I have recently revised my XMidi package. The new version is "1.4" and I am proud to make it available.
By the way, let me introduce myself. My name is Peter Loeb. I have been a professional programmer for over 20 years and a professional musician for more years than I care to count.
XMidi is an XML application for MIDI. What does this mean?
MIDI (Musical Instrument Digital Interface) is really two things.
MIDI is a way for electronic (musical) instruments to communicate. In this context, a computer can be a musical instrument. This form of MIDI is simply signals going through cables. This was the "original" form of MIDI.
When a MIDI instrument is connected to a computer, running the right kind of software (a sequencer), a MIDI "stream" (the signals going through the cable) can be "captured" and recorded into a computer file. This is called a midi file.
MIDI can exist as a file on a computer. This is the form I am interested in here. The MIDI file format has become the de-facto industry standard for music programs of various kinds.
A MIDI file is a "binary" file. This means that, unlike a text file (.txt), it is not easily read by "normal" programs, and not easily read by humans. Try opening a MIDI file (.mid) in Notepad!
XML (eXtensible Markup Language) is intended to do for data interchange what HTML has done for presentation on the web. If you want to know more about XML (or HTML, or a lot of other things for that matter), I suggest you look at the W3C (World Wide Web Consortium) web page.
Briefly, XML is a way of formatting data so that it can be understood by humans and computers, and so that it can be easily shared by a variety of different programs.
XMidi is an XML application I wrote to handle MIDI files. It is "open source" software. There are three basic parts:
There are several issues to address.
XMidi doesn't deal with music notation. However, it is a big issue. Music notation evolved over hundreds of years into its present (somewhat chaotic) form. Although there are books which attempt to define rules for notation, the experts do not entirely agree.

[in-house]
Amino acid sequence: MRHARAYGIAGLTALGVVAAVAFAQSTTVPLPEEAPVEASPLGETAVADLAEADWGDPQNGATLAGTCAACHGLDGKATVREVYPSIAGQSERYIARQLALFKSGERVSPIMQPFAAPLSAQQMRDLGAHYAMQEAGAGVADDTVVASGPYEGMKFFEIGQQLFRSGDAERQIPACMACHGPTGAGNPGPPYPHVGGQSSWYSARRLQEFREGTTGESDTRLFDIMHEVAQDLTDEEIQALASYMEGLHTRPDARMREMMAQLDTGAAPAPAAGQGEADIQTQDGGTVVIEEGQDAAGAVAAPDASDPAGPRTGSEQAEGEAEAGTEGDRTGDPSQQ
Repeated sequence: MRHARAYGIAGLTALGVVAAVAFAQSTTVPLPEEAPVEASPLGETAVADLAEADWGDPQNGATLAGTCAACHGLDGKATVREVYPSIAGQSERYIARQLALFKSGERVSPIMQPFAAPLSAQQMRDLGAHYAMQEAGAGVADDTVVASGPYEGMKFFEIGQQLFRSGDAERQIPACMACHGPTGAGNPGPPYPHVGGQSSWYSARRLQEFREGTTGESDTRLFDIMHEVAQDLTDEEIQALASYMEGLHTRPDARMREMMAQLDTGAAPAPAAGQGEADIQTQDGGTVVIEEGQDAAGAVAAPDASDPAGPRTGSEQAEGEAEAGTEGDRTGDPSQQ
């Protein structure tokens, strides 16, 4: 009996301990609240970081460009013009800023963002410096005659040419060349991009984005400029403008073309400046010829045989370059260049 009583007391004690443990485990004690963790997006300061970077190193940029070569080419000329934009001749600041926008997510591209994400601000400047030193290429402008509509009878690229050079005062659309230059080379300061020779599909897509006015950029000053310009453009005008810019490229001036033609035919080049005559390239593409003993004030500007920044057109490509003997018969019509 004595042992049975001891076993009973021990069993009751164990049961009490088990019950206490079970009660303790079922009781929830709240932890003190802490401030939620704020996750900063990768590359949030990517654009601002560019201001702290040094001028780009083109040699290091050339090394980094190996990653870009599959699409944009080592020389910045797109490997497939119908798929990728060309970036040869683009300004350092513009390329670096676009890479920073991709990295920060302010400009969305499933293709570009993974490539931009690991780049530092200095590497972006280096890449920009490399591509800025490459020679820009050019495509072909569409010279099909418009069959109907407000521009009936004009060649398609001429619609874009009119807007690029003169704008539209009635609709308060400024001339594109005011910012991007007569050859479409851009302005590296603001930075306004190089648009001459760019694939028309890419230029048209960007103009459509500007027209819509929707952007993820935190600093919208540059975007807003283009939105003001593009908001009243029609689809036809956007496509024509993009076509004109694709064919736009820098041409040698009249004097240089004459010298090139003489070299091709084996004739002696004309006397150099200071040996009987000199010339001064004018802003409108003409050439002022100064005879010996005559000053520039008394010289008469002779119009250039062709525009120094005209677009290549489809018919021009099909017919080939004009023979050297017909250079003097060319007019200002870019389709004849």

Further, there are numerous "splinter" groups, each of which have different notational needs.
Certain things are quite clear:
MIDI allows electronic musical instruments to communicate with each other. This is a truly awesome accomplishment and should not be underestimated. However, in order to do that, it was necessary to make it user-hostile.
MIDI files are not easy to read, even for computer programs! Having written some programs which deal with MIDI, I can attest to that.
XMidi is a step towards bridging the gap between electronic musical instruments (including computers) and traditional music notation. There are some XML music notation attempts. Check out MusicXML. At some point in the future, it would be nice to "merge" XMidi (or some other package like it) with MusicXML (or some other package like it).
Despite the fact that I am quite far from reaching the above goal, yet, I believe that even in its present form, XMidi may prove to be quite useful. Some of the potential uses that I see (aside from the above) include:
The XMidi files can be downloaded in one zip file which contains these pieces:
Each piece of source code contains a copy of the MIT Licence. My intent is that this should be "open source" software. See OSI for a description of what that means.
I hope that this idea will be picked up by some of the commercial software companies so that people will be able to transfer "documents" (music) from one program to another easily.
I wish to thank the author of the web site at http://www.borg.com/~jglatt/index.htm for the very informative technical articles which helped me to understand the internals of MIDI files. Thanks.
Not too long ago, Mark Leicester modified some of the code (from Version 1.3) so it could be used in the Apache Cocoon project. This is very gratifying to me. Thanks, Mark.
If you have questions, comments, suggestions, etc. you may contact me at firstname.lastname@example.org.
Last updated Mar 22, 2005.